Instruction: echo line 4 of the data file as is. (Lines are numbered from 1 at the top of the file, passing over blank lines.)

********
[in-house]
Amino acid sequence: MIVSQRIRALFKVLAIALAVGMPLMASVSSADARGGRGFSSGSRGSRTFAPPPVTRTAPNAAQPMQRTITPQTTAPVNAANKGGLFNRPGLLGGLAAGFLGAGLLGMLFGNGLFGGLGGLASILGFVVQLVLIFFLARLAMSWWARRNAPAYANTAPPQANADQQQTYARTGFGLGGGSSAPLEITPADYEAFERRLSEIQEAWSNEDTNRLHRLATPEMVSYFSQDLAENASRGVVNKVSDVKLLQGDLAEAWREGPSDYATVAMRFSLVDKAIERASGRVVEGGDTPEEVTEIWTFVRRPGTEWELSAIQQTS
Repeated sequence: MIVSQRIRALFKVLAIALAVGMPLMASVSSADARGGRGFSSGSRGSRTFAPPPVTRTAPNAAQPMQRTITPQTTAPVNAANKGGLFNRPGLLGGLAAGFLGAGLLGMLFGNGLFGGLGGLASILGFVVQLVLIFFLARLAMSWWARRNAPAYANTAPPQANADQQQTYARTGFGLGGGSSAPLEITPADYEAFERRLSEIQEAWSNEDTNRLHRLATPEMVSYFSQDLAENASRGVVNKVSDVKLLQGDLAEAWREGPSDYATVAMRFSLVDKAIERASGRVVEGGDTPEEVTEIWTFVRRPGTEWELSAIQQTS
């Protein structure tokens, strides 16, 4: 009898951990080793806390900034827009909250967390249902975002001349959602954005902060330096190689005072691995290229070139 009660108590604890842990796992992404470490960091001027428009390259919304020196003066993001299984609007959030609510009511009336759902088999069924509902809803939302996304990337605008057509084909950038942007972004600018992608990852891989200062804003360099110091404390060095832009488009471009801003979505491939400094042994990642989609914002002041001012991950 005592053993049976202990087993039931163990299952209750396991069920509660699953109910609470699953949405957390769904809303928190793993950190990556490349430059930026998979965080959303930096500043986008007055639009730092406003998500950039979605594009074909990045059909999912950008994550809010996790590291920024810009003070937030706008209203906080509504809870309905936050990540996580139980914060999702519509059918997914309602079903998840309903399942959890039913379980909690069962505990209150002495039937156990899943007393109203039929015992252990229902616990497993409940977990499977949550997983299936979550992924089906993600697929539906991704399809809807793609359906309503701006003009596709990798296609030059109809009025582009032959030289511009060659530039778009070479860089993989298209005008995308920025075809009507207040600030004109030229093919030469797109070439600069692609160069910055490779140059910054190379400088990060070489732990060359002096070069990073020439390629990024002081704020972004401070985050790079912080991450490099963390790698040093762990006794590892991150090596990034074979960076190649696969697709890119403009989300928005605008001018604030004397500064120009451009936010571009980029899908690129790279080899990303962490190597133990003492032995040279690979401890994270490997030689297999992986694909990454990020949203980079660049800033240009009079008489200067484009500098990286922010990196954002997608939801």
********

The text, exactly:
């Protein structure tokens, strides 16, 4: 009898951990080793806390900034827009909250967390249902975002001349959602954005902060330096190689005072691995290229070139 009660108590604890842990796992992404470490960091001027428009390259919304020196003066993001299984609007959030609510009511009336759902088999069924509902809803939302996304990337605008057509084909950038942007972004600018992608990852891989200062804003360099110091404390060095832009488009471009801003979505491939400094042994990642989609914002002041001012991950 005592053993049976202990087993039931163990299952209750396991069920509660699953109910609470699953949405957390769904809303928190793993950190990556490349430059930026998979965080959303930096500043986008007055639009730092406003998500950039979605594009074909990045059909999912950008994550809010996790590291920024810009003070937030706008209203906080509504809870309905936050990540996580139980914060999702519509059918997914309602079903998840309903399942959890039913379980909690069962505990209150002495039937156990899943007393109203039929015992252990229902616990497993409940977990499977949550997983299936979550992924089906993600697929539906991704399809809807793609359906309503701006003009596709990798296609030059109809009025582009032959030289511009060659530039778009070479860089993989298209005008995308920025075809009507207040600030004109030229093919030469797109070439600069692609160069910055490779140059910054190379400088990060070489732990060359002096070069990073020439390629990024002081704020972004401070985050790079912080991450490099963390790698040093762990006794590892991150090596990034074979960076190649696969697709890119403009989300928005605008001018604030004397500064120009451009936010571009980029899908690129790279080899990303962490190597133990003492032995040279690979401890994270490997030689297999992986694909990454990020949203980079660049800033240009009079008489200067484009500098990286922010990196954002997608939801």